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Julius Eastman - Unjust Malaise (3CD) (2005)

4-08-2016, 16:22
Classical Music | FLAC / APE


Artist:
Title: Unjust Malaise
Year Of Release: 2005
Label: New World Records
Genre: Classical
Quality: FLAC (tracks+.cue)
Total Time: 03:13:56
Total Size: 972 Mb
WebSite:

Tracklist:

CD 1:
01. Stay on It (1973) [24:30]
Percussion – Dennis Kahle, Jan Williams; Saxophone – Doug Gaston, Joseph Ford; Violin – Benjamin Hudson; Clarinet – Amrom Chodos; Voice – Georgia Mitoff; Piano – Petr Kotik.
02. If You're So Smart, Why Aren't You Rich? (1977) [24:39]
Chimes – Edward Folger, Michael Pugliese; Conductor – Julius Eastman; Tuba – Don Harry; Trombone – James Kasprowicz, Thomas Miller; Double Bass – Paul Schmidt, Thomas Perl; French Horn – Daniel Wittmer, Lori (Noody) Osgood; Violin – Benjamin Hudson; Piano – Akram; Trumpet – Charles Lirette, Christopher Conlon, Geoffrey Brown, Philip Christner.
03. Prelude to The Holy Presence of Joan D'Arc (1981) [11:46]
Voice – Julius Eastman.

CD 2:
01. The Holy Presence of Joan D'Arc (1981) [20:37]
Conductor – Julius Eastman; Cello – Abby Newton, Barry Gold, Chase Morrison, Christine Gummere, David Sabee, Jodi Beder, Julie Green, Larry Rawdon, Maureen Hynes, Sarah Carter; Engineer – Steve Cellum.
02. Gay Guerrilla (c. 1980) [29:08]
Piano – Frank Ferko, Janet Kattas, Julius Eastman, Patricia Martin.
03. Evil Nigger (1979) [21:29]
Piano – Frank Ferko, Janet Kattas, Julius Eastman, Patricia Martin.

CD 3:
01. Crazy Nigger (c. 1980) [55:21]
Piano – Frank Ferko, Janet Kattas, Julius Eastman, Patricia Martin.
02. Julius Eastman's spoken introduction to the Northwestern University concert [6:26]

Julius Eastman (1940-1990) was a composer in good company around 1970. The booklet to New World Records' survey of Eastman's never-before-issued compositions contains a number of group shots showing Eastman in the presence of such luminaries as Lukas Foss, Lejaren Hiller, Pauline Oliveros, Jan Williams, Eberhard Blum, David Del Tredici, Morton Feldman, and other first-tier proponents of contemporary music of that time. The fact that Eastman's face is the only black one in these photos seems not to have impacted the attitude of his colleagues, any more than Oliveros or Renée Levine, then director of the University at Buffalo's Center of the Creative and Performing Arts, presence as the only women in these images might suggest. Eastman's blackness, combined with his uncompromising, difficult career choices, politically incorrect subject material, and vulnerability in the age of Jesse Helms are all reasons why New World Records' Julius Eastman: Unjust Malaise marks the very first inkling we've had on disc of what an unbelievable talent Eastman was, and the nature of his singular contribution to American classical music. He didn't make it easy for anyone to grasp, perform, or to conserve his music, and to savor the challenge of Unjust Malaise one must be prepared to meet Eastman at least halfway, to accept his anger and to forgive his carelessness in certain respects.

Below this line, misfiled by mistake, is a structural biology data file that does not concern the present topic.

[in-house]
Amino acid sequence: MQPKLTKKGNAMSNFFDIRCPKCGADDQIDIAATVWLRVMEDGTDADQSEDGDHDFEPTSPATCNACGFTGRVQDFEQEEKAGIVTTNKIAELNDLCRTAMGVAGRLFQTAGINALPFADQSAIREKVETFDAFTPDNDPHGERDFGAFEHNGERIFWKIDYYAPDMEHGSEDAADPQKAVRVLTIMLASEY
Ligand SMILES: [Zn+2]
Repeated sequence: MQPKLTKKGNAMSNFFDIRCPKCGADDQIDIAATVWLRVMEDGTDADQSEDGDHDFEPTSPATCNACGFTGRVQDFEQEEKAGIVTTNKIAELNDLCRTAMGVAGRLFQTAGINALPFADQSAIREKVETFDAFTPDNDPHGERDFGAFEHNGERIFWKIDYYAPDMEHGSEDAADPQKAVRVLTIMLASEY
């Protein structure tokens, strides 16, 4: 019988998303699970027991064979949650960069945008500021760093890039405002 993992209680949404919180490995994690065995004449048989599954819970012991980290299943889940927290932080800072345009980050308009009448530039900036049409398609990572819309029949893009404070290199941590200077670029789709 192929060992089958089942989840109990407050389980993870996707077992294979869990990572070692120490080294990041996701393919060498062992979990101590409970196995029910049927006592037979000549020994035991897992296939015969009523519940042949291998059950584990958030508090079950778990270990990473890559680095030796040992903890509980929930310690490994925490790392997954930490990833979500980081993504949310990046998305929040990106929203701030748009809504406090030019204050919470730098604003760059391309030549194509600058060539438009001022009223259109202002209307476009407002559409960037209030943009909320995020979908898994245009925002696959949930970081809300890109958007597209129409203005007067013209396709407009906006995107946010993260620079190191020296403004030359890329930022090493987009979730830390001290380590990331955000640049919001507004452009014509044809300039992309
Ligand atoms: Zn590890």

Unjust Malaise is a three-disc set made up of seven pieces, all rather long, and a monologue delivered by Eastman, rescued by producer Mary Jane Leach from university-made tapes of concerts and a privately made tape from the Third Street Music School Settlement. Eastman was an early minimalist, drawing inspiration from Terry Riley's In C as a formal jumping off point, but diverging from the standards of the era in almost every other way. Eastman also sidesteps one's preconceived notions about what a black classical composer is about, as although improvisation is central to his art, there is nothing whatsoever "jazzy" about his work, though sometimes it evokes ideas common to gospel and other folk forms. Eastman is lucky that the university recording engineers who captured these pieces did such an excellent job in recording them -- this was the exception, not the rule, when open reel tape was king at institutions of learning.

Stay On It (1973) is an obvious early masterwork of minimalism and one cannot imagine what prevented this title from being issued on LP at the time. The weakest piece (not by much) has the best title, If You're So Smart, Why Aren't You Rich? (1978). Not only is it a sendup of serial technique, with the chromatic scale rising from bottom to top, it also seems to take off Louis Armstrong's obligatory habit of rising to the top note of his trumpet at the end of many pieces he played. The most stunningly beautiful work here is The Holy Presence of Joan d'Arc (1981), performed by an ensemble of 10 cellos, but all of Eastman's pieces are gloriously messy, highly personal statements that are nonetheless completely original. Kyle Gann's impassioned notes are well worth reading also, and set the stage for more installments of Eastman's recordings. One wonders where the audience is to cultivate for this kind of material -- Eastman's choice of titles, his disdain of tradition, and lack of gloss might well discourage many listeners who would normally embrace and accept his work out of hand. With any luck, Unjust Malaise will make Eastman's case, although it will almost certainly be controversial and elicit any number of conflicting opinions as to its relative value. That's fine, as long as Unjust Malaise is not ignored.





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